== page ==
MEXICO CITY (CN) — Mexico’s president said Wednesday that he would veto a bill aiming to raise the fines for “insulting” the head of state and other government officials.
“I don’t need that, I did not promote it. I’m going to veto it,” President Andrés Manuel López Obrador said during his morning press conference, citing his support for freedom of expression as reason for opposing the reform.
Proposed by Bennelly Hernández Ruedas, a federal deputy from his own ruling Morena party, the reform to a 1917 libel law aims to raise the fines for such “insults” by nearly 700%. It was approved Tuesday by party-line vote in the Governance Committee of Mexico’s Chamber of Deputies.
The initiative does not raise the 11-month maximum prison sentence for libel of the president, but the bill text does state that sanctions in the country’s penal code “must also be reformed.”
Despite the bill’s provenance, López Obrador claimed to have been unaware of the initiative until it made news on Tuesday.
“I was surprised yesterday that the Chamber authorized raising the sentences for insulting of the president,” he said Wednesday. “One will have to pay two, three times more. I don’t know who did that.”
Hernández declined a request for interview, but in a press release issued Wednesday said that “media bias” focused the coverage of the bill on the president. She highlighted that it proposes to raise fines for insults to cabinet members, attorneys general, governors, Supreme Court justices and several other government employees as well.
“The aim is to update the units defined by the law,” she said, referring to the economic reference used by the Mexican government to calculate monetary penalties known as the UMA, "so that it is determined in UMAs and not in pesos."
The value of one UMA in 2023 is 103.74 pesos (US $5.58). Hernández’s bill proposes to raise the fine for insulting the president from 5 to 40 UMAs, increasing the number of pesos one would have to pay from 519 to around 4,150.
While the literal enforcement of the bill, were it to become law, could have grave implications for freedom of speech in Mexico, such enforcement is highly unlikely. Several historians consulted by Courthouse News had never heard of the obscure law it aims to reform, let alone instances of it being applied.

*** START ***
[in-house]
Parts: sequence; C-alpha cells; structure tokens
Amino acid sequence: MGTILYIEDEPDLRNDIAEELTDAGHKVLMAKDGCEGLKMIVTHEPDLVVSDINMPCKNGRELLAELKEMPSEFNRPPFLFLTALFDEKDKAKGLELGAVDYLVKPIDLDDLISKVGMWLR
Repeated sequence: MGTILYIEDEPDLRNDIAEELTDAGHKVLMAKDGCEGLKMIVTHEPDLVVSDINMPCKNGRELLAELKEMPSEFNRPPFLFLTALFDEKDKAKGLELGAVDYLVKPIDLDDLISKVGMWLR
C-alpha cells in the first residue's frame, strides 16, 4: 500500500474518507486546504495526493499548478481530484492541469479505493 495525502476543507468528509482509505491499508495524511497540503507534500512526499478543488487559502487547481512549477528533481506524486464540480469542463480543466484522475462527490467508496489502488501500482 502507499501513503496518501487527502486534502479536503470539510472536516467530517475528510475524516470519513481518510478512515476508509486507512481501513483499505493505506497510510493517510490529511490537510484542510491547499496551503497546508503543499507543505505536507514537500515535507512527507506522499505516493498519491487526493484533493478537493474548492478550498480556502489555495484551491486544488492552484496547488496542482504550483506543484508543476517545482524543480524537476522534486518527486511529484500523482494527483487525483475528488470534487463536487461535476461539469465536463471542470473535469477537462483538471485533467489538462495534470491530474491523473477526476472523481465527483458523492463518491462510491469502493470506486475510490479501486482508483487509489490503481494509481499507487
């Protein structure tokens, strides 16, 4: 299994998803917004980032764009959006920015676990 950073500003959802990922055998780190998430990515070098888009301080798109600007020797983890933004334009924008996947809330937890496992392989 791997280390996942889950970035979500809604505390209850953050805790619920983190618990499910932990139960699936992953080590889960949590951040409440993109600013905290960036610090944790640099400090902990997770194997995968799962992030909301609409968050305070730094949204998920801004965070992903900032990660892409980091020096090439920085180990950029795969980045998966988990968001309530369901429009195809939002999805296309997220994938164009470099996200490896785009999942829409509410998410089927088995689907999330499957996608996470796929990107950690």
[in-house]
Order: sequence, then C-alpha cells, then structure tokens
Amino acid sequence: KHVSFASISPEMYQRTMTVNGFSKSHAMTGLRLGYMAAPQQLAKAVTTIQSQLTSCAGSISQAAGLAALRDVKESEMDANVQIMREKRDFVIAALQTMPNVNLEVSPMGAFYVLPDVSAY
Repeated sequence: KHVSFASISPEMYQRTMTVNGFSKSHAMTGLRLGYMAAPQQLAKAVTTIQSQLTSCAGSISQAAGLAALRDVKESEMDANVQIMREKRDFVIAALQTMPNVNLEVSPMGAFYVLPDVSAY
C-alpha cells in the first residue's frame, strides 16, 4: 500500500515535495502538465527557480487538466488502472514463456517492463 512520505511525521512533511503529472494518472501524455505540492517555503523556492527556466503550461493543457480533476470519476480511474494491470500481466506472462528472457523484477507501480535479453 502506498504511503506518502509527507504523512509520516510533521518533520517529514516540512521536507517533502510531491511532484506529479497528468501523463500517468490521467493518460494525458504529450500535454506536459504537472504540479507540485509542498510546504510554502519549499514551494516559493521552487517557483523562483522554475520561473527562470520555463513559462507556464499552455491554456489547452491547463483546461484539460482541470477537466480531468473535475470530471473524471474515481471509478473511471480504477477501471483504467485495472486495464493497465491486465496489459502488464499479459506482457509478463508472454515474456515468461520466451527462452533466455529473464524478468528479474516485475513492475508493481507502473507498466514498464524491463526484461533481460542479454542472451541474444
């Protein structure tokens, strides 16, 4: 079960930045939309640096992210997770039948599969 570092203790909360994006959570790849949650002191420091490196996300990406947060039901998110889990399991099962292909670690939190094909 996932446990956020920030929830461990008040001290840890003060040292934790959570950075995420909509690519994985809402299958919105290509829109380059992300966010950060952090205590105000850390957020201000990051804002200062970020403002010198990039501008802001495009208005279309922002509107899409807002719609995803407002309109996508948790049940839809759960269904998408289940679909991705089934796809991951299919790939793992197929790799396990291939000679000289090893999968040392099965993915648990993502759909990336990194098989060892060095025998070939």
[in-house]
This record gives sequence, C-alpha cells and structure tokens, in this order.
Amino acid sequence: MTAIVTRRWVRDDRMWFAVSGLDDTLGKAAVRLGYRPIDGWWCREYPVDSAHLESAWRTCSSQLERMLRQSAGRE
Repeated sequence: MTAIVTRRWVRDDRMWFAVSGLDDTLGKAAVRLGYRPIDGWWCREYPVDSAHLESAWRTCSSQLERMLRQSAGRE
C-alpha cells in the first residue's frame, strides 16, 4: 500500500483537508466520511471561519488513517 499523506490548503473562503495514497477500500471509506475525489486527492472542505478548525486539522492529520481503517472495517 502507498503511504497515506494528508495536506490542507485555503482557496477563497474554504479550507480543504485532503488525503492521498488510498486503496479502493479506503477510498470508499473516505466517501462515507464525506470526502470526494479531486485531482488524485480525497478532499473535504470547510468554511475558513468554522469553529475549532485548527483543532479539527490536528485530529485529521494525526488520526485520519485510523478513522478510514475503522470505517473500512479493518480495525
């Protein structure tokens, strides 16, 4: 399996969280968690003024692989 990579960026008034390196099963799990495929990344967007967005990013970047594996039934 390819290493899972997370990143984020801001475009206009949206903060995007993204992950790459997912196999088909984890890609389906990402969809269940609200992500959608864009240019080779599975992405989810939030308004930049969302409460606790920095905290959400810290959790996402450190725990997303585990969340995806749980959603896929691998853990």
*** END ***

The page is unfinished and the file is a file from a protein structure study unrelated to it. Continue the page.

Andrew Paxman, a historian at Mexico's Center for Research and Teaching in Economics, called the move “political theater” that could have a number of motives behind it. One possibility is that it was simply meant to keep the Morena base energized, but it also could have been Hernández’s way of sucking up to the boss.
“There’s a long tradition of political boot-licking in Mexico, fostered by authoritarianism,” said Paxman, noting that the trend was evident in the decades after the Mexican Revolution, when the law was first put on the books. Politicians and government employees would try to curry favor with those higher up on the political ladder by naming streets and raising statues in honor of presidents while they were still in office.
The boots being licked in the current case would clearly be on López Obrador’s feet, since his objection to it gives him a point in the debate over freedom of expression in Mexico. Critics have called the president out for his rhetoric toward journalists, who are under threat more than ever in the country.
“By disapproving of it, López Obrador gets to look more presidential,” said Paxman, suggesting the possibility that the initiative and the president’s opposition to it may have all been staged.
Still, journalists in Mexico did not take kindly to the news of the bill’s passage in committee.
“We consider that these reforms to the Printing Law are contrary to the freedom of expression and could be a trap to carry out acts of censorship of people, particularly journalists,” said Luis Eduardo Velázquez, editor-in-chief of the news website Capital CDMX.
He also considered the possibility that the bill was simply meant to cause a stir and win a quick political point, saying that López Obrador may be hoping to sweep the issue under the rug by opposing it. However, the bill still worries Velázquez.
“We will have no guarantee of anything until the bill is withdrawn or undone,” he said. “And if it succeeds, we would be facing a serious regression in terms of freedom of expression and human rights.”
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